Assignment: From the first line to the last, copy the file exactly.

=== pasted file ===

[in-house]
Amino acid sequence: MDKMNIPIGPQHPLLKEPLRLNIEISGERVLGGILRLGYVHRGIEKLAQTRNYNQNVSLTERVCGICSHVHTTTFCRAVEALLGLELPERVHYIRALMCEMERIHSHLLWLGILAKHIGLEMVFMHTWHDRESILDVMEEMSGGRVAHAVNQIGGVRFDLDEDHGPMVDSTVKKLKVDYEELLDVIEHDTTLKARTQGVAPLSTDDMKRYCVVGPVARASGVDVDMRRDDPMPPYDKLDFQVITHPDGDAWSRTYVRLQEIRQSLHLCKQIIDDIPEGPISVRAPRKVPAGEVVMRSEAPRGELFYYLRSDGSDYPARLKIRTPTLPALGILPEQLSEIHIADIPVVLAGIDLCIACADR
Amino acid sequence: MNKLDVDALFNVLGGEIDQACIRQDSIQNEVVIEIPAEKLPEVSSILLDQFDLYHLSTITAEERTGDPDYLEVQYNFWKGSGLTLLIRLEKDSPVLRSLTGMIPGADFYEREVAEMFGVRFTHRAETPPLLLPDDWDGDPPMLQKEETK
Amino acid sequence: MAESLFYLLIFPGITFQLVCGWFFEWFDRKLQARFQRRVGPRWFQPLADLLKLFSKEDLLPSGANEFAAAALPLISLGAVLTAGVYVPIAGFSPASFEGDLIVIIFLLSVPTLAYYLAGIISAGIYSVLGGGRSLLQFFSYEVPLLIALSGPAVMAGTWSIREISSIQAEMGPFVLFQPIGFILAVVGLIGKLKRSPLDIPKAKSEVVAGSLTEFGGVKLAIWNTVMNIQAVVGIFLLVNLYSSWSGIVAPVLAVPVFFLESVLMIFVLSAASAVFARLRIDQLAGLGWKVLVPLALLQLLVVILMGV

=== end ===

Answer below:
[in-house]
Amino acid sequence: MDKMNIPIGPQHPLLKEPLRLNIEISGERVLGGILRLGYVHRGIEKLAQTRNYNQNVSLTERVCGICSHVHTTTFCRAVEALLGLELPERVHYIRALMCEMERIHSHLLWLGILAKHIGLEMVFMHTWHDRESILDVMEEMSGGRVAHAVNQIGGVRFDLDEDHGPMVDSTVKKLKVDYEELLDVIEHDTTLKARTQGVAPLSTDDMKRYCVVGPVARASGVDVDMRRDDPMPPYDKLDFQVITHPDGDAWSRTYVRLQEIRQSLHLCKQIIDDIPEGPISVRAPRKVPAGEVVMRSEAPRGELFYYLRSDGSDYPARLKIRTPTLPALGILPEQLSEIHIADIPVVLAGIDLCIACADR
Amino acid sequence: MNKLDVDALFNVLGGEIDQACIRQDSIQNEVVIEIPAEKLPEVSSILLDQFDLYHLSTITAEERTGDPDYLEVQYNFWKGSGLTLLIRLEKDSPVLRSLTGMIPGADFYEREVAEMFGVRFTHRAETPPLLLPDDWDGDPPMLQKEETK
Amino acid sequence: MAESLFYLLIFPGITFQLVCGWFFEWFDRKLQARFQRRVGPRWFQPLADLLKLFSKEDLLPSGANEFAAAALPLISLGAVLTAGVYVPIAGFSPASFEGDLIVIIFLLSVPTLAYYLAGIISAGIYSVLGGGRSLLQFFSYEVPLLIALSGPAVMAGTWSIREISSIQAEMGPFVLFQPIGFILAVVGLIGKLKRSPLDIPKAKSEVVAGSLTEFGGVKLAIWNTVMNIQAVVGIFLLVNLYSSWSGIVAPVLAVPVFFLESVLMIFVLSAASAVFARLRIDQLAGLGWKVLVPLALLQLLVVILMGV